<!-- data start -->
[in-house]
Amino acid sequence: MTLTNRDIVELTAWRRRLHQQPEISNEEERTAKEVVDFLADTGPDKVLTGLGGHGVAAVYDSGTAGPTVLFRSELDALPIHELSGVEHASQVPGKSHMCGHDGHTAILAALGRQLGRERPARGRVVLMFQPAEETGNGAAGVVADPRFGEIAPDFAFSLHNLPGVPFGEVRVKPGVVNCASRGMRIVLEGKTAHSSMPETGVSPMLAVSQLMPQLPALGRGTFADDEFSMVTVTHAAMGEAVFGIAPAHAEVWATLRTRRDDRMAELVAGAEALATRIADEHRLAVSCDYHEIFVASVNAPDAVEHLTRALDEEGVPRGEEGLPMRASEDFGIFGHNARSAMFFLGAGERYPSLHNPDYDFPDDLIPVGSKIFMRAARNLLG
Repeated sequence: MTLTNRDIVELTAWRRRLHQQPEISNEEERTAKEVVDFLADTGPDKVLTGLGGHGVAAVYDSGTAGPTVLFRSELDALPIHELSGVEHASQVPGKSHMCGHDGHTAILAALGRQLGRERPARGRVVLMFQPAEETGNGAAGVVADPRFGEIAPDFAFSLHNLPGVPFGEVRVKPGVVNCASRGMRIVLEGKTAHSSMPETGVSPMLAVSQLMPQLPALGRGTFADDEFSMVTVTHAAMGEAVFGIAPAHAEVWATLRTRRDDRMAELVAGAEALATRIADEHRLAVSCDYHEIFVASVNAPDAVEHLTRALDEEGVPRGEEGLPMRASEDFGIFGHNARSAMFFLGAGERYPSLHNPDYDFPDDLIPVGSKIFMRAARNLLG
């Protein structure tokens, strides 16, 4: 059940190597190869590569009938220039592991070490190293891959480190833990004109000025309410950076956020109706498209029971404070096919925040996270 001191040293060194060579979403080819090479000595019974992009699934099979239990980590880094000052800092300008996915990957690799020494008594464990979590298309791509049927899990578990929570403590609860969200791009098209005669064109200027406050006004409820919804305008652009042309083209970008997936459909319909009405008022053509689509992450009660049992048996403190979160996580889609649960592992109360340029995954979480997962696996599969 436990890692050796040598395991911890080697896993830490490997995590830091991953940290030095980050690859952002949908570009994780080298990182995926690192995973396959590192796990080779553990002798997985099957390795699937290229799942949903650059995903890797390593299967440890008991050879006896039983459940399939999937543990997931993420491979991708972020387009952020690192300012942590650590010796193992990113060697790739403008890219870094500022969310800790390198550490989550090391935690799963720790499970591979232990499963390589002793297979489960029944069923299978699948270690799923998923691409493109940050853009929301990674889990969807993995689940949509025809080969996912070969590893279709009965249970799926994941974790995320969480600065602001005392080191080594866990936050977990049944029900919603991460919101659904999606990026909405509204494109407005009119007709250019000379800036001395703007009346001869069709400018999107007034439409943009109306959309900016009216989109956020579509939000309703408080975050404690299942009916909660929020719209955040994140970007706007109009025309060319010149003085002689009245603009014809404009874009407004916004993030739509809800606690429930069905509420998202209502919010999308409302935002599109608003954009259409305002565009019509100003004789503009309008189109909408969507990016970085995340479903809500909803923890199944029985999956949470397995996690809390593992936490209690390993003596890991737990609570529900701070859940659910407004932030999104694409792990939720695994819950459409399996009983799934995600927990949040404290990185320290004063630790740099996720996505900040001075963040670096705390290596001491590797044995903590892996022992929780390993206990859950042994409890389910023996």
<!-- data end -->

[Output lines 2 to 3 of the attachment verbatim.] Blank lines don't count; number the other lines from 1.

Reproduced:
Amino acid sequence: MTLTNRDIVELTAWRRRLHQQPEISNEEERTAKEVVDFLADTGPDKVLTGLGGHGVAAVYDSGTAGPTVLFRSELDALPIHELSGVEHASQVPGKSHMCGHDGHTAILAALGRQLGRERPARGRVVLMFQPAEETGNGAAGVVADPRFGEIAPDFAFSLHNLPGVPFGEVRVKPGVVNCASRGMRIVLEGKTAHSSMPETGVSPMLAVSQLMPQLPALGRGTFADDEFSMVTVTHAAMGEAVFGIAPAHAEVWATLRTRRDDRMAELVAGAEALATRIADEHRLAVSCDYHEIFVASVNAPDAVEHLTRALDEEGVPRGEEGLPMRASEDFGIFGHNARSAMFFLGAGERYPSLHNPDYDFPDDLIPVGSKIFMRAARNLLG
Repeated sequence: MTLTNRDIVELTAWRRRLHQQPEISNEEERTAKEVVDFLADTGPDKVLTGLGGHGVAAVYDSGTAGPTVLFRSELDALPIHELSGVEHASQVPGKSHMCGHDGHTAILAALGRQLGRERPARGRVVLMFQPAEETGNGAAGVVADPRFGEIAPDFAFSLHNLPGVPFGEVRVKPGVVNCASRGMRIVLEGKTAHSSMPETGVSPMLAVSQLMPQLPALGRGTFADDEFSMVTVTHAAMGEAVFGIAPAHAEVWATLRTRRDDRMAELVAGAEALATRIADEHRLAVSCDYHEIFVASVNAPDAVEHLTRALDEEGVPRGEEGLPMRASEDFGIFGHNARSAMFFLGAGERYPSLHNPDYDFPDDLIPVGSKIFMRAARNLLG